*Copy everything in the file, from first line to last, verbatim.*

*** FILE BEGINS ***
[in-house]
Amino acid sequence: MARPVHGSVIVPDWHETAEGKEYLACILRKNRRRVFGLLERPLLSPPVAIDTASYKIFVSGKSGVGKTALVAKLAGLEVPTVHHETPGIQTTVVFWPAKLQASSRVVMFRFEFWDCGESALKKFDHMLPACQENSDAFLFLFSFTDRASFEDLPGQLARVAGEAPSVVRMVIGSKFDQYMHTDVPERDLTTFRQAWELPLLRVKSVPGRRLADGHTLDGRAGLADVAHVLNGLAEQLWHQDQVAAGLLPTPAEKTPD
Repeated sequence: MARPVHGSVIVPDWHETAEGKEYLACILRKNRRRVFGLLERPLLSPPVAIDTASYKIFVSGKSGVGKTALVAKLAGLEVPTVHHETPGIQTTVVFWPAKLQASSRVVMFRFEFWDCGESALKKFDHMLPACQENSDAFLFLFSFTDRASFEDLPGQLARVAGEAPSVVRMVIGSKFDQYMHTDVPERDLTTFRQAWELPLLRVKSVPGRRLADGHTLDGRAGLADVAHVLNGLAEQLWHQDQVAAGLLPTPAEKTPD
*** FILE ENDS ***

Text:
[in-house]
Amino acid sequence: MARPVHGSVIVPDWHETAEGKEYLACILRKNRRRVFGLLERPLLSPPVAIDTASYKIFVSGKSGVGKTALVAKLAGLEVPTVHHETPGIQTTVVFWPAKLQASSRVVMFRFEFWDCGESALKKFDHMLPACQENSDAFLFLFSFTDRASFEDLPGQLARVAGEAPSVVRMVIGSKFDQYMHTDVPERDLTTFRQAWELPLLRVKSVPGRRLADGHTLDGRAGLADVAHVLNGLAEQLWHQDQVAAGLLPTPAEKTPD
Repeated sequence: MARPVHGSVIVPDWHETAEGKEYLACILRKNRRRVFGLLERPLLSPPVAIDTASYKIFVSGKSGVGKTALVAKLAGLEVPTVHHETPGIQTTVVFWPAKLQASSRVVMFRFEFWDCGESALKKFDHMLPACQENSDAFLFLFSFTDRASFEDLPGQLARVAGEAPSVVRMVIGSKFDQYMHTDVPERDLTTFRQAWELPLLRVKSVPGRRLADGHTLDGRAGLADVAHVLNGLAEQLWHQDQVAAGLLPTPAEKTPD